Note:  Do not rely on this information. It is very old.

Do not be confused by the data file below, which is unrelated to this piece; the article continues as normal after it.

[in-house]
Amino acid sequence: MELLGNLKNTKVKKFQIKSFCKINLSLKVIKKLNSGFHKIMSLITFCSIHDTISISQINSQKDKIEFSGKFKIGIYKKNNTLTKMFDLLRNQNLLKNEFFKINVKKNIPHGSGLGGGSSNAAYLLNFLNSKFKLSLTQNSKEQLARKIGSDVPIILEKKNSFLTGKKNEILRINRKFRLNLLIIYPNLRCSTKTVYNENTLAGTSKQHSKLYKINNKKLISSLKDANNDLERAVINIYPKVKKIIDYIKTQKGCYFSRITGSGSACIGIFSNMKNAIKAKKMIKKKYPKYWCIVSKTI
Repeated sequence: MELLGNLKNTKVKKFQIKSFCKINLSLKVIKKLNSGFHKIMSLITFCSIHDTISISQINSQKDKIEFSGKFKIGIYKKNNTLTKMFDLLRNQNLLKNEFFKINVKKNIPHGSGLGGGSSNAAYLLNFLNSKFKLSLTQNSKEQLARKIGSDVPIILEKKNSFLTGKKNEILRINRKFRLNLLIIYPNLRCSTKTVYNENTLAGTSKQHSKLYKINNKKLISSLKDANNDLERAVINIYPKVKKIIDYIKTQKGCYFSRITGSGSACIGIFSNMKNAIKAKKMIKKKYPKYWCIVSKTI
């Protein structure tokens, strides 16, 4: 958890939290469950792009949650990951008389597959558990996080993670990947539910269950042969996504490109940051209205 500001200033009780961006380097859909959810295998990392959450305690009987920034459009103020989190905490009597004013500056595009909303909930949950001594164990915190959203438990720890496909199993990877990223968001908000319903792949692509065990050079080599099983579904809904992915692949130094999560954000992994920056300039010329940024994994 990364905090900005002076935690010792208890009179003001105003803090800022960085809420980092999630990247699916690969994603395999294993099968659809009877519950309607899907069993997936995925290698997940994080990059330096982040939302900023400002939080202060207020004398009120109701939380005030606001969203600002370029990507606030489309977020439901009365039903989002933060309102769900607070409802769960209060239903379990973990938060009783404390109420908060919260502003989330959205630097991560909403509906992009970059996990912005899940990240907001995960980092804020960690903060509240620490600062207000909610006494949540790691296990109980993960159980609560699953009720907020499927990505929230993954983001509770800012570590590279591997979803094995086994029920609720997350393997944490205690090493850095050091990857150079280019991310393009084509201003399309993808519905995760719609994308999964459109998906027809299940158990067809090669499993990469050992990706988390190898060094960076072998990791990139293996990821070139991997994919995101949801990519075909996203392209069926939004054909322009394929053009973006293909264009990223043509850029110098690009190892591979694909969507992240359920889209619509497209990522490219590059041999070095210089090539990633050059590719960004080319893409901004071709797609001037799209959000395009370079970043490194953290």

Calvin, John, reformer, was born in 1509 at Noyon in Picardy. Dedicated early to the Church by his father, who held certain ecclesiastical offices, he at the age of twelve was appointed to a chaplaincy in the cathedral church of Noyon. The income from this benefice enabled him to take up his residence in Paris, where he became the pupil of Mathurin Cordier. Thereafter for a while he studied law at the University of Orleans, where he was led, through Pierre Robert Olivetan, a relative of his own and the first translator of the Bible into French, to study the Scriptures. He soon became dissatisfied with his former religious views, and by 1529, having previously resigned his cure, he came back to Paris a decided adherent to Protestant doctrines, and had soon to fly for refuge from the persecutions that were then raging. In 1536 we find him at Basel, where he brought out the first edition of his Christianae Religionis Institutio. In the autumn of the same year he joined Farel at Geneva, where the Reformation was established, but the strict morals he enforced led to a reaction, and in 1538 both he and Farel were expelled. Retiring to Strasburg, Calvin resumed his theological studies, and in 1539 married Idelette de Burie, the widow of a converted anabaptist. Recalled to Geneva in 1541, he succeeded in getting his plan of church government accepted, and became the central authority in the city. His rigid rule and intolerant disposition is exemplified by his brutal treatment of Servetus, who, though an old friend of his own, was yet burnt alive by him on account of opinions regarding the mystery of the Trinity. In 1561 Calvin's health began to break down, and in 1564, his influence undiminished, he died. In addition to the Christianae Religionis Institutio, already mentioned, his chief writings were: - De Necessitate Reformandae Ecclesiae, In Novum Testamentum Commentarii, and In Librum Geneseos Commentarii.